Snowy Plovers nest at Stinson Beach for first time in 30 years

June 26, 2013

This year, a tiny shorebird that lives on sandy beaches returned to some of its former breeding locales for the first time in decades – in one instance spawning a science mystery story.

The snowy plover is a year-round resident along our coast. Its western population has been federally listed as threatened under the Endangered Species Act since 1993. In Central California many scientists, resource managers, and trained volunteers monitor plovers and work to protect their nests from predation and disturbance.

Carleton Eyster, on the staff of Point Blue Conservation Science (formerly PRBO), is one such individual. He helps study snowy plovers near Monterey. In mid-April, on a busman’s holiday of sorts, Carleton took a stroll along the shore of Stinson Beach. From habit, he scanned the sands for plovers ‒ small, sand-colored birds that most people overlook. To his amazement, Carleton detected a handful of snowy plovers grouped at a single nest. The last time this species bred at Stinson Beach, to anyone’s knowledge, was in 1983 – fully three decades ago.

Stinson is one of the Bay Area’s most popular recreational beaches, and nesting snowy plovers need some freedom from disturbance. They lay their eggs in shallow cups in the sand, and their main defense consists of camouflage and tricky behavior. This summer, wildlife on beaches may be finding more space than usual to coexist with people , and their dogs. Beaches tend to be uncommonly wide, because low storm activity last winter left lots of sand left onshore.

Yet far greater surprises were in store for the scientists watching the Stinson Beach saga. As Lynne Stenzel of Point Blue explains:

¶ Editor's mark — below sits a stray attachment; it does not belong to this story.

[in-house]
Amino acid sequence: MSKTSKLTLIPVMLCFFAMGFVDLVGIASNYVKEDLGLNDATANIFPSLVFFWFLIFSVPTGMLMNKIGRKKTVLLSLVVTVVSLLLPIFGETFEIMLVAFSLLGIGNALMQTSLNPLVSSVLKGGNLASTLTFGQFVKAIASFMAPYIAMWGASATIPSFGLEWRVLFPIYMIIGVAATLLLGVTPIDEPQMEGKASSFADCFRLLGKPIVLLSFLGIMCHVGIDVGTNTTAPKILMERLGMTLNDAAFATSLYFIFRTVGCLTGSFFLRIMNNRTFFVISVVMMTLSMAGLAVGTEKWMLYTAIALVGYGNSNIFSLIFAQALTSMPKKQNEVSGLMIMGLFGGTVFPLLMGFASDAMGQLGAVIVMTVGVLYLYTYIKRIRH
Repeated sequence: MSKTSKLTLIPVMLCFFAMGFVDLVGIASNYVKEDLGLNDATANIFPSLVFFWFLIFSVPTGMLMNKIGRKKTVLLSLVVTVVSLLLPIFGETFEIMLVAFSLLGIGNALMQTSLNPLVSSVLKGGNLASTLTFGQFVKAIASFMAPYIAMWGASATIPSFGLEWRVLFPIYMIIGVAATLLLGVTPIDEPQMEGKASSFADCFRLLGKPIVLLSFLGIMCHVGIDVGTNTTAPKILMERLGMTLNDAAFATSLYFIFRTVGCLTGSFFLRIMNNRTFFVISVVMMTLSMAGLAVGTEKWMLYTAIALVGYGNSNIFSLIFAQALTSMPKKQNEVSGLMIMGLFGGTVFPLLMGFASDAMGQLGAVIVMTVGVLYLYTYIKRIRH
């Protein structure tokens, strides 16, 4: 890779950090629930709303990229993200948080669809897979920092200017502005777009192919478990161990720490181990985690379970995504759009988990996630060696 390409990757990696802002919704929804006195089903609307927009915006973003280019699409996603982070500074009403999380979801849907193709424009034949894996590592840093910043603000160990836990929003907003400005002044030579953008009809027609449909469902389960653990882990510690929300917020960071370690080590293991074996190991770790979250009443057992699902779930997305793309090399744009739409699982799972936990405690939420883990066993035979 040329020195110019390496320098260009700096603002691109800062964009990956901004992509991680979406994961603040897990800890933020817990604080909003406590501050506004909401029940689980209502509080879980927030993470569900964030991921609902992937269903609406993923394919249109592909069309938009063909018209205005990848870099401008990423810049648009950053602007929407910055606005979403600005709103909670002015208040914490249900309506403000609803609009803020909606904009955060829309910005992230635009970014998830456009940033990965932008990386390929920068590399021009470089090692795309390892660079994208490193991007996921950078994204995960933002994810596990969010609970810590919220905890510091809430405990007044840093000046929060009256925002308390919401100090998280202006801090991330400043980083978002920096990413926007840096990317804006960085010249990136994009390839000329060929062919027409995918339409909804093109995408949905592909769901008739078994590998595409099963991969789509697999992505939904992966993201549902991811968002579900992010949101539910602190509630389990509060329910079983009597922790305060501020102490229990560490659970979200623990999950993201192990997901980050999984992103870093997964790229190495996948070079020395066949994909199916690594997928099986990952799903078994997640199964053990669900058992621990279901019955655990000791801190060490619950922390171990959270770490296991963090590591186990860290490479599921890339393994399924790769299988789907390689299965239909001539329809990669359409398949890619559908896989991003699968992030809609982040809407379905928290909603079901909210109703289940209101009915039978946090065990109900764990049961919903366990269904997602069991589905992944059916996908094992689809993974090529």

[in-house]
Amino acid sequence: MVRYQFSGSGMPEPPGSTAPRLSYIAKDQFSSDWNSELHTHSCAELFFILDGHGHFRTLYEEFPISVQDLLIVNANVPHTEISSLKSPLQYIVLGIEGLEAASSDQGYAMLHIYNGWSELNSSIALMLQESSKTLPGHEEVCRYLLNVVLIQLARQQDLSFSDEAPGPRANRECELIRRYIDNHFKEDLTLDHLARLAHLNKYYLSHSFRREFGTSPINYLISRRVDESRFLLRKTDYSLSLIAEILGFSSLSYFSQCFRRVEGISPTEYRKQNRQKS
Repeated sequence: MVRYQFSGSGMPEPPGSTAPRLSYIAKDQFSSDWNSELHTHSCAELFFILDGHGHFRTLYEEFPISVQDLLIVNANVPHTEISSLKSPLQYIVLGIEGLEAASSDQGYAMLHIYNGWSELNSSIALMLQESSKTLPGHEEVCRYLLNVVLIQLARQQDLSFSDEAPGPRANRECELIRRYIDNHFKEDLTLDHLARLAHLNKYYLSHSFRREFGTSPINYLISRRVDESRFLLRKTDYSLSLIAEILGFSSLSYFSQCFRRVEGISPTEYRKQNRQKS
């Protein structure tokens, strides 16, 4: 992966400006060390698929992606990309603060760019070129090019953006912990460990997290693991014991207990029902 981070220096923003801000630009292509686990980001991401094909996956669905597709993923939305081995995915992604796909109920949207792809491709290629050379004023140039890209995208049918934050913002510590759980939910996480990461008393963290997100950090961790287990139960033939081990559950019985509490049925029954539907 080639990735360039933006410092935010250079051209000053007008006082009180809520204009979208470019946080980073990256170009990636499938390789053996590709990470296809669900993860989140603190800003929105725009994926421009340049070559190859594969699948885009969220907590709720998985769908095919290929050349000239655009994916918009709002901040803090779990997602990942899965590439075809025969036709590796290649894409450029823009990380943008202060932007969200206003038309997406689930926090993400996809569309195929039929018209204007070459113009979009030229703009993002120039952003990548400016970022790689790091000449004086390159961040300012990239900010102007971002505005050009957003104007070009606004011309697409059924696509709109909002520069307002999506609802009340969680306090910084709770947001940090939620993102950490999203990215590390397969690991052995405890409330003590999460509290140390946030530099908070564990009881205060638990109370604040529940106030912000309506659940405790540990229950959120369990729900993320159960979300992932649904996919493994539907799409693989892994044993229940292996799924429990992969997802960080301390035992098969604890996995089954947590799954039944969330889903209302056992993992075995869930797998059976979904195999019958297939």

“Several aspects of this nest were unusual. First, there were five plovers in close proximity while the eggs were being laid; usually pairs are territorial around their nest.  Observers identified three of these birds as females (two wore color bands); the other two were brightly plumaged males. Then, several days after the nest held the usual three eggs, a fourth egg appeared; this is uncommon though not unheard of. And two different plovers, both presumed females, took turns on the eggs for part of the 28-day incubation period. Finally, both males disappeared from the area before the eggs hatched; in snowy plovers, the male usually stays and tends the chicks.”

The biggest puzzle was that a seeming female assumed the parenting duties at Stinson Beach this year. While plover mates commonly share in incubating eggs, the female normally abandons the nest near hatching time; she may then fly off to breed again elsewhere.

The mystery plover at Stinson, after tending the one chick that hatched, has now left the scene. There’s still a chance to verify its actual gender, though ‒ because it is color-banded. Biologists often use this proven, safe method for gaining detailed insights into birds’ lives (helpful in conservation efforts). They place unique color combinations of light-weight anklets on some individuals’ legs and later record where they detect them.

The plover at issue is called “go:go” because it is wearing green over orange color bands on both the left leg and on the right leg. (The other color-banded female at Stinson was “og:yr” for orange over green on the left, yellow over red on the right.)

Says Lynne Stenzel: “We would dearly love to find “go:go” again this season ‒ best of all, mated with another plover, one whose gender can be known for certain. We’re asking observers now to watch for it up and down the coast.”

Birders who scrutinize small shorebirds on beaches this summer might want to join Carleton, Lynne, and many others, and report color-band combos seen ‒ perhaps helping solve a snowy plover mystery.


Claire Peaslee a member of the education and outreach staff at Point Blue Conservation Science (formerly PRBO). She is also a writer, improvisational theater artist, and naturalist who appears on Sedge Thomson’s radio program “West Coast Live.” 

About the Author

Claire Peaslee is a writer, naturalist, and improviser who lives in Point Reyes Station.

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